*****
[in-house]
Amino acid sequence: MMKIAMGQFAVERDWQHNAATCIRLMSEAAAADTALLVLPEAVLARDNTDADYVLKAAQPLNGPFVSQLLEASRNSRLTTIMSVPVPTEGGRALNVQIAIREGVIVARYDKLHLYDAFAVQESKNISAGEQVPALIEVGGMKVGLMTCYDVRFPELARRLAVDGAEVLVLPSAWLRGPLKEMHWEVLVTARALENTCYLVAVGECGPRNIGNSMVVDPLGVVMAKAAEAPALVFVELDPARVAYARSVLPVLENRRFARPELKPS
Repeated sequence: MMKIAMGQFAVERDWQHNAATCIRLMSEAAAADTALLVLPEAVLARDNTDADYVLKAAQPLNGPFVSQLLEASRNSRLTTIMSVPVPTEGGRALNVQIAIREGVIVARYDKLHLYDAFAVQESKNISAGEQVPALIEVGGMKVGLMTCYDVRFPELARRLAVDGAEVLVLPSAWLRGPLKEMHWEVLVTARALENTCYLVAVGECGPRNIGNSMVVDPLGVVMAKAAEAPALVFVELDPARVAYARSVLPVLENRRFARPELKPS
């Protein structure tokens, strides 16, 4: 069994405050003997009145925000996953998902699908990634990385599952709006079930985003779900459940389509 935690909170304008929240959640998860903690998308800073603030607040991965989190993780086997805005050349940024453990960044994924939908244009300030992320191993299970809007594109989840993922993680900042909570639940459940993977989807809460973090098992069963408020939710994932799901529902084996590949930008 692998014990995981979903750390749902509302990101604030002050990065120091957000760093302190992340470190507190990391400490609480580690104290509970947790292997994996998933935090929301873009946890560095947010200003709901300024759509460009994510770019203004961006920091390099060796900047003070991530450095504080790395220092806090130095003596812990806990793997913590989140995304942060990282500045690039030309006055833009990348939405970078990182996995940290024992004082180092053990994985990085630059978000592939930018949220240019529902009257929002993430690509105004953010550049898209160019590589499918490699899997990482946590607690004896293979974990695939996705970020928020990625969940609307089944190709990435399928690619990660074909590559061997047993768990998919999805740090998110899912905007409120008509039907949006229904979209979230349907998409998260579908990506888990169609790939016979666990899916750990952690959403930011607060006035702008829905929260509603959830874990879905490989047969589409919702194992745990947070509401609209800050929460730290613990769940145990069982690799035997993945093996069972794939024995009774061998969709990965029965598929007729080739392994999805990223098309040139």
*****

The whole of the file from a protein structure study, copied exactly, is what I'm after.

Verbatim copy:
[in-house]
Amino acid sequence: MMKIAMGQFAVERDWQHNAATCIRLMSEAAAADTALLVLPEAVLARDNTDADYVLKAAQPLNGPFVSQLLEASRNSRLTTIMSVPVPTEGGRALNVQIAIREGVIVARYDKLHLYDAFAVQESKNISAGEQVPALIEVGGMKVGLMTCYDVRFPELARRLAVDGAEVLVLPSAWLRGPLKEMHWEVLVTARALENTCYLVAVGECGPRNIGNSMVVDPLGVVMAKAAEAPALVFVELDPARVAYARSVLPVLENRRFARPELKPS
Repeated sequence: MMKIAMGQFAVERDWQHNAATCIRLMSEAAAADTALLVLPEAVLARDNTDADYVLKAAQPLNGPFVSQLLEASRNSRLTTIMSVPVPTEGGRALNVQIAIREGVIVARYDKLHLYDAFAVQESKNISAGEQVPALIEVGGMKVGLMTCYDVRFPELARRLAVDGAEVLVLPSAWLRGPLKEMHWEVLVTARALENTCYLVAVGECGPRNIGNSMVVDPLGVVMAKAAEAPALVFVELDPARVAYARSVLPVLENRRFARPELKPS
């Protein structure tokens, strides 16, 4: 069994405050003997009145925000996953998902699908990634990385599952709006079930985003779900459940389509 935690909170304008929240959640998860903690998308800073603030607040991965989190993780086997805005050349940024453990960044994924939908244009300030992320191993299970809007594109989840993922993680900042909570639940459940993977989807809460973090098992069963408020939710994932799901529902084996590949930008 692998014990995981979903750390749902509302990101604030002050990065120091957000760093302190992340470190507190990391400490609480580690104290509970947790292997994996998933935090929301873009946890560095947010200003709901300024759509460009994510770019203004961006920091390099060796900047003070991530450095504080790395220092806090130095003596812990806990793997913590989140995304942060990282500045690039030309006055833009990348939405970078990182996995940290024992004082180092053990994985990085630059978000592939930018949220240019529902009257929002993430690509105004953010550049898209160019590589499918490699899997990482946590607690004896293979974990695939996705970020928020990625969940609307089944190709990435399928690619990660074909590559061997047993768990998919999805740090998110899912905007409120008509039907949006229904979209979230349907998409998260579908990506888990169609790939016979666990899916750990952690959403930011607060006035702008829905929260509603959830874990879905490989047969589409919702194992745990947070509401609209800050929460730290613990769940145990069982690799035997993945093996069972794939024995009774061998969709990965029965598929007729080739392994999805990223098309040139």